LaRouche in Washington:
`We're in the Greatest Crisis in Modern History'
April 10, 2008 (EIRNS)This presentation was issued as a release by the Lyndon LaRouche Political Action Committee (LPAC).
The following are the opening remarks delivered by Lyndon LaRouche to a gathering in Washington, D.C. on April 10, 2008.
As most of you know aspects, at least, of the problem the world faces today, we're presently in the greatest crisis in modern history, globally. Some governments, of course, are more aware of aspects of this crisis than others, because they're involved in the wrong end of the stick, in some of these problems.
But there are two general characteristics of the situation. First of all, the entire world financial monetary system is in a hyperinflationary crisis, on a global scale, which is comparable in its dynamics, to what happened to Weimar Germany in 1923. There is no minor financial crisis in the United States. What there is, is a global crisis.
Now, to understand this more adequately, I'll make a few remarks which are longer than usual, but they're necessary in order to put this in focus, because this is an unusual situation. I think there is no comparison with what I've said before, with what I see here in the world today.
What you're dealing with generally, is a crisis which started, essentially, in 1890, when Kaiser Wilhelm II fired Bismarck. Now the significance of that was twofold. First of all, the victory of the United States over the British in the U.S. Civil War, had produced in Europe a recognition of the significance of the United States for the world system. The most significant thing which frightened the British, which threatened them the most, was the development of a continental railway system inside the United States, which was considered a geopolitical threat by the British Empire. Because, up until that time, in modern history and ancient history, the great power had lain not so much in land power, but in maritime power. And the British Empire, which was actually started as an empire, as a private company in 1763February, with the Peace of Pariswas dominating the world through a financial empire, with military features added. It's essentially a diplomatic empire.
So, when the United States developed a continental unity around a victory over the British in the U.S. Civil War, and on the unity of the United States through the development of a trans-national railway system, which integrated the territory of the United States, this evoked especially after 1876invitations and imitations of the same type in Europe.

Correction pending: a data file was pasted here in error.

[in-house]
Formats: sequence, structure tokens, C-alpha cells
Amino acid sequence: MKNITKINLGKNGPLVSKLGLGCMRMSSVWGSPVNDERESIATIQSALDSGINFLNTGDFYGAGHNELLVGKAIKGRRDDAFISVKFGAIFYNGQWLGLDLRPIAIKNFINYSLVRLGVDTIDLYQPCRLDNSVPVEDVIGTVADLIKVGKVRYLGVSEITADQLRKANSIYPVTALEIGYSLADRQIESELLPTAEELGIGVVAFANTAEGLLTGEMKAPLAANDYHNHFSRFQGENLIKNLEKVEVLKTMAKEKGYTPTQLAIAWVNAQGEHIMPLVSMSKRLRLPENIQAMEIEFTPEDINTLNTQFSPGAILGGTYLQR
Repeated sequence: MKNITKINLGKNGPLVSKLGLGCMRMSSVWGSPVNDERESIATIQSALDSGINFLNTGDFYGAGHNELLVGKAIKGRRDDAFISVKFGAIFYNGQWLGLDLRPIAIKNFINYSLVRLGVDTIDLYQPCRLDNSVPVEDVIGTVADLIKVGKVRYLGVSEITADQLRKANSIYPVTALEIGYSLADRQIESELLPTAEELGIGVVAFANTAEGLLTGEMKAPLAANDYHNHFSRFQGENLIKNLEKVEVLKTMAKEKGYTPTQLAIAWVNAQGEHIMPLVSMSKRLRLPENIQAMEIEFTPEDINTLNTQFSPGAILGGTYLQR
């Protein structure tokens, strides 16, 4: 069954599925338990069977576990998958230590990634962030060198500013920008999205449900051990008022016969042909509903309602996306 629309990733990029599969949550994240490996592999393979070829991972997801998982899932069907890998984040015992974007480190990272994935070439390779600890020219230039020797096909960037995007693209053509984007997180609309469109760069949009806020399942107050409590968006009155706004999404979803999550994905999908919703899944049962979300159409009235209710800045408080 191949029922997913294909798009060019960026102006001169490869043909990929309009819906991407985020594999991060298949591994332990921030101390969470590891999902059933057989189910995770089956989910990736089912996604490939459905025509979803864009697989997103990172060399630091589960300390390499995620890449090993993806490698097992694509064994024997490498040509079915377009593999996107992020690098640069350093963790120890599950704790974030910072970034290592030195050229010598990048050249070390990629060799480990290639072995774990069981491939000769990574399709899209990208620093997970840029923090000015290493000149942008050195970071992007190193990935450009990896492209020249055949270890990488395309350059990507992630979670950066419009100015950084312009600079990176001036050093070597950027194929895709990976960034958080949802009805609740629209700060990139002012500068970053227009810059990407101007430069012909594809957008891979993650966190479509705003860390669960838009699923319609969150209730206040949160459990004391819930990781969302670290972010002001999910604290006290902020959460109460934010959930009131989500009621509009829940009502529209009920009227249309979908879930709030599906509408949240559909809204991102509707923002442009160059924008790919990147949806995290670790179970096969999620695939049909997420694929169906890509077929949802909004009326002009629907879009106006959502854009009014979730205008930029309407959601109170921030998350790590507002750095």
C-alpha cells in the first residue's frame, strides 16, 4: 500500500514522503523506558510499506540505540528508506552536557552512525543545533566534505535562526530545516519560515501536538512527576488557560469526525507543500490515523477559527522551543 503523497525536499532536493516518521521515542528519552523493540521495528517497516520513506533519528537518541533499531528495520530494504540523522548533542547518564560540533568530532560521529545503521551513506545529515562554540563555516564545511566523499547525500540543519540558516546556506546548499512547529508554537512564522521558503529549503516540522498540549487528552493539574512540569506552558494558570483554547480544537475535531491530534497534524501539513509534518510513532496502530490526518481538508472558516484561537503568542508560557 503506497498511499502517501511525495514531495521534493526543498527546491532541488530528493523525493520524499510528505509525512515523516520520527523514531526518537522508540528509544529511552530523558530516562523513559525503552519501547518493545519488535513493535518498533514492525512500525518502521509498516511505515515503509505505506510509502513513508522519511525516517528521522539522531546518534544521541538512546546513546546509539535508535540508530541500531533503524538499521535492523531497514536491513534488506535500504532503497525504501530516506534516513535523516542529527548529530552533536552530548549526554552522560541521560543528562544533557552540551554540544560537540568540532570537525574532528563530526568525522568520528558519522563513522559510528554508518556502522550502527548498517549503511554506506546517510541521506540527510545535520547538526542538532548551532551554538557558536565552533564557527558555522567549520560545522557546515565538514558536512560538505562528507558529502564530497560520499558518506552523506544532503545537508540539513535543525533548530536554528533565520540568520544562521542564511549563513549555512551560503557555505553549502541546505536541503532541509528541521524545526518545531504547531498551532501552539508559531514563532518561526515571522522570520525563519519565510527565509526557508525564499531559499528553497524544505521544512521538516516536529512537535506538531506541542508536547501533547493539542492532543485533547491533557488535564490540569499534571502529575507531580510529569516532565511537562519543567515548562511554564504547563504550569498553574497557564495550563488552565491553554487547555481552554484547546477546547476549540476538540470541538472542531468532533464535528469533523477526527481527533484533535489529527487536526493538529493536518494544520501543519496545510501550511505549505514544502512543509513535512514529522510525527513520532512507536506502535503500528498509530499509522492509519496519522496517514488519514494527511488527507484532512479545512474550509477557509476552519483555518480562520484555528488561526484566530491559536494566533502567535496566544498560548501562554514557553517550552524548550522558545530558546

For example, in Russia, the famous development of the trans-Siberian railroad, and the whole development of Russia under the great leaders of that time was a reflection of that. The development of railways, the reforms of the German system under Bismarck in 1877 to 1880these were all reflections of the impact of the success of the United States in defeating the British, in the British orchestration of the Civil War in the United States.
So, what prevented the war from starting earlier, was Bismarck. Bismarck, as the leader of Germany, had frustrated the British, who had control over much of the German government, by negotiating simultaneously with Nicolas II of Russia, and with his own government, to prevent Russia and Germany from coming to loggerheads because of the Balkan crisis. So that the moment that Bismarck was ousted, by the orders of Crown Prince of Britain, Prince of Wales, then the lid was off, and you had a whole series of events, including the assassination of the President of France, the Dreyfus case, the opening of the first British war against China, which was launched through Japan as an ally of Britain in 1895, and so forth. So, the entire period, from 1890 through 1945, was essentially a period of strategic conflict over so-called geopolitical issues.
Today, we have a similar kind of situation, which can be understood only by looking back to that period, because what we're seeing, as we saw with the Cold War, so-called, was a continuation of this process of geopolitical conflict, being managed by the British, and as the influence of Franklin Roosevelt declined in the United States under Truman and later on, especially after the assassination of Kennedy, then the whole world was going again, toward a new crisis. Now, since the crash of the U.S. dollar, but especially since the events of the so-called oil price crisis of the 1970s, at that point, first of all, in 1971, the U.S. dollar system was destroyed, destroyed under Nixon, by shutting down the Bretton Woods system. And that destroyed the U.S. dollar.
In the same period, the British organized the famous oil hoax, of the early 1970s, and out of this, the Amsterdam, the Anglo-Dutch liberal banking institutions, set up what was called the petrodollar, and the U.S. dollar was no longer the stable currency of the world, but rather since the oil price crisis, rather the control of the price of oil, and the control of the value of the U.S. dollar, lay in the hands of those who control the Amsterdam market.
So, since that time, the United States has been systematically destroyed, self-destroyed, destroyed by the policies of the Nixon administration, in terms of foreign policy and economy, and destroyed internally, physically, under the Carter Administration, by the Trilateral Commission crowd. And we're been going down all the way through.